Alex Sheppard has a good summary of Tucker Carlson’s long day’s journey into horse paste and swollen balls that reaches the right conclusion:
Over the last four years, as his Fox News show adopted more and more radical positions—vaccine skepticism, white nationalism, his growing support for illiberal and anti-democratic right-wing regimes around the world—many who were once in his orbit have wondered what happened to Tucker Carlson. That question has fueled countless magazine profiles and cocktail hour conversations.
The answer is perhaps less exciting than the question seems. Carlson is, in many ways, the same as he has ever been. He is whiny and petulant. He insists that he is a rebel, shucking elites of both parties and decrying phonies and partisans. But he advocates again and again only on behalf of whites, particularly well-heeled ones. He contradicts himself constantly and seems to have no fixed ideology at all, beyond a sense of racial solidarity. “Ultimately, I’m just not a guilty white person,” Carlson wrote for Esquire in 2003. Over the ensuing two decades, he has only gotten angrier and angrier at the suggestion he should feel guilty for being white and more insistent that groups advocating for Blacks or homosexuals or anyone who isn’t white exist solely to take what is rightfully his and—as he insists frequently on his television show—yours.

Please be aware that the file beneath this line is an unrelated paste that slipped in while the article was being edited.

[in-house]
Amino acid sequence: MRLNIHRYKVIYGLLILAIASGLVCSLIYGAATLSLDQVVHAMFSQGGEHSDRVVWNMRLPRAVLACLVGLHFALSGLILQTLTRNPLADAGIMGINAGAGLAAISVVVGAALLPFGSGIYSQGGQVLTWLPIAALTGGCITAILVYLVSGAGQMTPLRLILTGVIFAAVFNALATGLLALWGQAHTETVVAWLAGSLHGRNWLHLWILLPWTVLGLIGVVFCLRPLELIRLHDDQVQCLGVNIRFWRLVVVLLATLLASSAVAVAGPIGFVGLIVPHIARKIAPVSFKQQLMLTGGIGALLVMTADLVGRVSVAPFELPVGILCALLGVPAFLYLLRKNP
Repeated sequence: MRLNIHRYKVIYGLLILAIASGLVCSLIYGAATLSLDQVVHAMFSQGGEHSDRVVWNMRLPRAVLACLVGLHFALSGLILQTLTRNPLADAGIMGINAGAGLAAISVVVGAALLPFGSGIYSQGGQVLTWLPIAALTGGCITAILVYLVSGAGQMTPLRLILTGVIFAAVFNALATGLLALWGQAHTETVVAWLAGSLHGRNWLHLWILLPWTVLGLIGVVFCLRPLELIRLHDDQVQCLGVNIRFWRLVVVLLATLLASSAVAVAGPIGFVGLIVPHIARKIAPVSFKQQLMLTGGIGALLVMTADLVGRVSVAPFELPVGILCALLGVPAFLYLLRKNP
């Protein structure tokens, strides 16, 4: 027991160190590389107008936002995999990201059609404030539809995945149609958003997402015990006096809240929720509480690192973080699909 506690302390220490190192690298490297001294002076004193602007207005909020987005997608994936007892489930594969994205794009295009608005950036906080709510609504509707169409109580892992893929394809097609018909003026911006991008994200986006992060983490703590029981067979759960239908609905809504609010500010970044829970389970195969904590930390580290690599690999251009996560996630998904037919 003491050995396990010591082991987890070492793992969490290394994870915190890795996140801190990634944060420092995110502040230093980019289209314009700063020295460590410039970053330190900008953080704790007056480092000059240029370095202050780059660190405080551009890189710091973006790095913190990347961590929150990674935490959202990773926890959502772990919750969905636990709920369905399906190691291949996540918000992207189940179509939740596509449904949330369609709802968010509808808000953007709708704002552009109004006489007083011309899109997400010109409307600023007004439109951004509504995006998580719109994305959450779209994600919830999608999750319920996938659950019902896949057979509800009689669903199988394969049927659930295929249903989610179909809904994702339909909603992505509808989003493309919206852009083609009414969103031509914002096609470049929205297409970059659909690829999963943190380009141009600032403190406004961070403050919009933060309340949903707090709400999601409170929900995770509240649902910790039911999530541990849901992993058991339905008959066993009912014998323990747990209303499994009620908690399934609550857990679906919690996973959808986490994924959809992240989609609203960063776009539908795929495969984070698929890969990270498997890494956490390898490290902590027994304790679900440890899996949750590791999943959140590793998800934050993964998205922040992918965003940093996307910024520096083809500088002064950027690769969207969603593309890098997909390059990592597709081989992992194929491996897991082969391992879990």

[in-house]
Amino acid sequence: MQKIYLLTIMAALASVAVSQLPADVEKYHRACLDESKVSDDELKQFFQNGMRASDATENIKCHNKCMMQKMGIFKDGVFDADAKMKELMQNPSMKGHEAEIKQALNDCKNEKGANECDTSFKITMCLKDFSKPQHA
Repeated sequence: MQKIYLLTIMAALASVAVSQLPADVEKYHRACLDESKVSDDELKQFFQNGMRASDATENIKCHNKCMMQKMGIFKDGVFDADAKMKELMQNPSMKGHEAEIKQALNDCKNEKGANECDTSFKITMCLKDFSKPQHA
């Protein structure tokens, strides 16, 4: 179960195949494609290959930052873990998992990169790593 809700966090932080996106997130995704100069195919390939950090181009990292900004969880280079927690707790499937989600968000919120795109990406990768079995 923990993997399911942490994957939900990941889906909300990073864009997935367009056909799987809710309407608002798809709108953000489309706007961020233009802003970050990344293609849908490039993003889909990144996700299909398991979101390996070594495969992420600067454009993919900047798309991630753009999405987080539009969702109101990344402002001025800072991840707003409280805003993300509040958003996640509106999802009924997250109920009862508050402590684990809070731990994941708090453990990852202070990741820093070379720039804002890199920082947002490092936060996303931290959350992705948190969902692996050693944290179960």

The other key insight is that Tucker understands both that Republican policy ideas are massively unpopular, and so it is much better to feed his audience constant culture-war rube-running, often out of nowhere:
In that Politico piece, you got the basics of Carlson’s Fox News show, with one exception: It was about Trump. Carlson’s rise at the network was slow and somewhat stealthy, in part because his coverage of the president, compared with his compatriots’, was rare. Sean Hannity and the buffoons on Fox & Friends treated Trump like Dear Leader. Carlson often acted as if he didn’t exist at all.
Carlson has aggressively focused on culture war stories that seemed smaller than much of what else was on the news, particularly during the Trump years: Immigrants were littering a lot, private schools were teaching wokeness, the metric system was a conspiracy theory. He has focused extensively on minor journalism faux-controversies—he loves to mock female journalists for complaining about online harassment in segments that, of course, result in waves of online harassment—but also on weird animal stories: raccoons that act like zombies, pandas having aggressive sex. While Fox News tightly focused on following Donald Trump anywhere he went, Carlson pursued stories that only he covered.
Nothing exemplifies Carlson’s shtick quite like his repeated questioning of the purpose and efficacy of the Covid-19 vaccine. For Carlson, the vaccine is a potent metaphor for the creeping hegemony of Democratic elites. “Democrats believe vaccines are the answer to everything. ‘Shh. Don’t ask questions. Just take the shot,’” he told viewers late last year. At the same time, it is also an example of how elites police discourse to hold on to power. “From the moment that coronavirus vaccine arrived, the most powerful people in America worked to make certain that no one could criticize it,” he said in February. In July, Carlson compared vaccine passports to Jim Crow.
It’s a very good piece about a guy who is knowingly getting his viewers killed with the kind of smarmy deniability that is best learned at debate club.